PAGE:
The Mystery Rites:
Girdle & Ring, Bull & Queen.
Into the Labyrinth!
I picked this up because of the cover; it really is gorgeous & it stirred something deep in the recesses of my memory. Did the artist, Rick Berry, do roleplaying game art? Did he do...Earthdawn art? He did! He even did that picture of Aina & Ysrthgrathe! Hey, I like that a lot! I looked a little closer & saw that this was a novel about the mother of Alexander the Great. What I know about the mother of Alexander the Great can be summed up pretty easily: she was played by Angelina Jolie in that one movie, right? Sorry, I'm more a Cleitus the Black fan. Anyhow, I decided to dig in, & I was pleasantly surprised. First-- I admit that I am often troubled by portrayals of matriarchy in historical fiction. I'm sorry, there just isn't any evidence to support it. Don't get me wrong; I'm not saying this as an indictment of feminism-- rather to say that feminism's gains are through hard work & modern efforts toward equality. There wasn't a magical age of egalitarianism & Mother Goddess worship Oh, sure, the field of archeology has been littered with the detritus of misogynistic scholarship, but still: until you can show me some actual evidence-- Marija Gimbutas' spirals & eyes & female figures are suspect, sad to say. Neither here nor there, just a topic of discussion that the book brought up!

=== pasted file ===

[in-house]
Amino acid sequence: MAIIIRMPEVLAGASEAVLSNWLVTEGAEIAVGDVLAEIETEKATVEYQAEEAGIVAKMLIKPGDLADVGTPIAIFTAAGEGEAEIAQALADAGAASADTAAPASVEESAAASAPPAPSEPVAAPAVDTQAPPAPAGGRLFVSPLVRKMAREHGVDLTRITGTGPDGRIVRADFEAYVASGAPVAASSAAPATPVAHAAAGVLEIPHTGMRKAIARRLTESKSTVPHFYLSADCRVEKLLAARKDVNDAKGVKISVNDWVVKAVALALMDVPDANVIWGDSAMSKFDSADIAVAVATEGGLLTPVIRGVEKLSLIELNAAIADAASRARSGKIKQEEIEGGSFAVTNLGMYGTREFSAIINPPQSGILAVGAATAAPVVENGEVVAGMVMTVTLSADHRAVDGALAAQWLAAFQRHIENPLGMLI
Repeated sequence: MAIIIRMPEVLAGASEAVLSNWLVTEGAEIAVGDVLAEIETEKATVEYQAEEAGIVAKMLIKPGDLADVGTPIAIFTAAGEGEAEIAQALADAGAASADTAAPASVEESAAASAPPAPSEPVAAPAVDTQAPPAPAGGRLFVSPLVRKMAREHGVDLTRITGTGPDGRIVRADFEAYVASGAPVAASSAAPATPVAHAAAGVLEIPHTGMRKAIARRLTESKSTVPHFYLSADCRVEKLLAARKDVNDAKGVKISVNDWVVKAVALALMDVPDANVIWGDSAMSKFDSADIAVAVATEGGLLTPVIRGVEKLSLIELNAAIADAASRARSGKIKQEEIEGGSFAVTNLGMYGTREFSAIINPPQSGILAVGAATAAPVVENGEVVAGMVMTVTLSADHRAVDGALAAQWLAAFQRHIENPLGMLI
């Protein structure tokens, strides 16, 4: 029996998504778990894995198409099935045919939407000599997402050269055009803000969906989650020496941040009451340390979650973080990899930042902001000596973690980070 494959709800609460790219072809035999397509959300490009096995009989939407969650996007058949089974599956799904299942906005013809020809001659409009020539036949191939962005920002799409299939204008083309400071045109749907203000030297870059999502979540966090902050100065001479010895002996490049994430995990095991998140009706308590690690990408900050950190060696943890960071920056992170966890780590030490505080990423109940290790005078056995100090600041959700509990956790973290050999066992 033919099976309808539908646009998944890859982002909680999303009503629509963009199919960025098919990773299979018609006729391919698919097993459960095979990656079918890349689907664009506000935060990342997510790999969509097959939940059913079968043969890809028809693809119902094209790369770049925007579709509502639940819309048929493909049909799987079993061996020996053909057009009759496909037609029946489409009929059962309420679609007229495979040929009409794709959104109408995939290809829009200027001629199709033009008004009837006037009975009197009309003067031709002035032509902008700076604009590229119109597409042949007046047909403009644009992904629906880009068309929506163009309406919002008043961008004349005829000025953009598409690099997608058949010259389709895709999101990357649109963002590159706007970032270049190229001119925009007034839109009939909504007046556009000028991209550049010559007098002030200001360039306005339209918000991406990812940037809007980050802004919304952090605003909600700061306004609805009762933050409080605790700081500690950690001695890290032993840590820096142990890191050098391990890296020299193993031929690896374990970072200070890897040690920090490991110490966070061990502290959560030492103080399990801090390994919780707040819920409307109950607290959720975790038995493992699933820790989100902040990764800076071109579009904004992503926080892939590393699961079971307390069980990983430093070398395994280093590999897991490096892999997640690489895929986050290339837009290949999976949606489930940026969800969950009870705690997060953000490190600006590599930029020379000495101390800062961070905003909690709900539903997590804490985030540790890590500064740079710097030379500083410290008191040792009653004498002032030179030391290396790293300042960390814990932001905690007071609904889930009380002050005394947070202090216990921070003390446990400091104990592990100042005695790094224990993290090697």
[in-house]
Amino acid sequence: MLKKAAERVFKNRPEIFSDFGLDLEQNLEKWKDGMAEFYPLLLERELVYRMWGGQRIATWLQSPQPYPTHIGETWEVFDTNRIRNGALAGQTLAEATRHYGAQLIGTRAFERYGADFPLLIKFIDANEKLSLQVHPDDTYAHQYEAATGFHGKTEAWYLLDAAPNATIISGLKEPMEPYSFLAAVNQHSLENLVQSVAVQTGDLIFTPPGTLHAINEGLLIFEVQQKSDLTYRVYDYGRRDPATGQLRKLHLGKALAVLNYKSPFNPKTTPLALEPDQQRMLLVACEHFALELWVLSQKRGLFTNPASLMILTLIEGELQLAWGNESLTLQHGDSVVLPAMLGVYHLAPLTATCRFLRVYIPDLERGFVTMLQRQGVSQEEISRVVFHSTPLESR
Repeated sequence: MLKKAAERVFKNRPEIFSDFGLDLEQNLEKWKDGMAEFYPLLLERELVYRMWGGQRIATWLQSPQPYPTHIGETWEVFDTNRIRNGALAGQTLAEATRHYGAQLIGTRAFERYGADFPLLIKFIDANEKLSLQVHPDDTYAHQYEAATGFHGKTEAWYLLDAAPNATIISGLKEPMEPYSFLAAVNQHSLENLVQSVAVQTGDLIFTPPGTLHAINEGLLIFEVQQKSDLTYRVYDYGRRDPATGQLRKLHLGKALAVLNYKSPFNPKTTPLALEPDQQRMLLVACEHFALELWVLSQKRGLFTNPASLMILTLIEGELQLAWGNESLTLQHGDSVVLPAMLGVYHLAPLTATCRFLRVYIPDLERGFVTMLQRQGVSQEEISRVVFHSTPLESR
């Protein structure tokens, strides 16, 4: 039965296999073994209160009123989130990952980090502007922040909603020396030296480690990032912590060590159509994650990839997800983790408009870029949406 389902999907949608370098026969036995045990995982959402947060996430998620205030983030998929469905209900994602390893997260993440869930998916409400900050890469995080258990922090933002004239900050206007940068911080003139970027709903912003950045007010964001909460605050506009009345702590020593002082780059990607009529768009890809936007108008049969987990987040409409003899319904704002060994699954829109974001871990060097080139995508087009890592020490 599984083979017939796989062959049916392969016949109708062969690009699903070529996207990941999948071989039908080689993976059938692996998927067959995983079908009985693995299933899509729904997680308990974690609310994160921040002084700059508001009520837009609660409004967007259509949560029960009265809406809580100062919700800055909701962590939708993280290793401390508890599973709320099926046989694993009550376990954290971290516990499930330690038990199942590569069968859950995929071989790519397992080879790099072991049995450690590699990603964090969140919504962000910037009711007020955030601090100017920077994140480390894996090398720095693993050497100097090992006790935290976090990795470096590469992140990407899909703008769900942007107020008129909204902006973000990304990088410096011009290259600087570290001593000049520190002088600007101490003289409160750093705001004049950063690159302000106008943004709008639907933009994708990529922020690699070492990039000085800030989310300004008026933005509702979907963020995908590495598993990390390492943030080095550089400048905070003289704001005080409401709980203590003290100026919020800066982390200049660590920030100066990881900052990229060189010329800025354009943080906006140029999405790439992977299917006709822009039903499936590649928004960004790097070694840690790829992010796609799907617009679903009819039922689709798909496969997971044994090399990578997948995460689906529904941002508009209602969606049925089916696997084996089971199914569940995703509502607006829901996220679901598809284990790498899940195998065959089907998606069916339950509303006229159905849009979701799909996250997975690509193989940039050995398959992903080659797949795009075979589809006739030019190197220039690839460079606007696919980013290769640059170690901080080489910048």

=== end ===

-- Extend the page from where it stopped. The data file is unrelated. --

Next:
Not knowing anything about Olympias, I had no way of knowing if the book was being relatively faithful or being very liberal with the facts. Magic certainly exists, but that is part of the fun of historical fiction, isn't it? That doesn't detract from the story-- it isn't truth or accuracy but rather something more intangible. History is a narrative; anyone who pretends to know the truth of it is silly. It turns out, Judith Tarr cleaved to the historical sources pretty closely. The book is divided into three parts, one for each name she had in life-- Polyxena as a girl, Myrtale when she marries Phillip, & finally Olympias (well, ultimately Stratonice, but the book ends with Alexander's birth, when she becomes Olympias). The most effective passages of the story was the romance & the aforementioned supernatural elements. I'm not a fan of the "man versus woman" story-- the gender war is my least favorite form of genderpolitik-- but Tarr does it well, & once it moves into the bedroom it becomes compelling & believable. Similarly, the use of iconography, illusion & perception all play together with the fluidity of the magical passages-- the magic is vibrant, no matter of staid spells or flashy lightning bolts. Also, tons of witches from Thessaly, which Tarr paints in a picture connecting them to the pagan myths of the Inquisition-- it is a bridge that sings, I think. I found it one of the most memorable conceits in the book.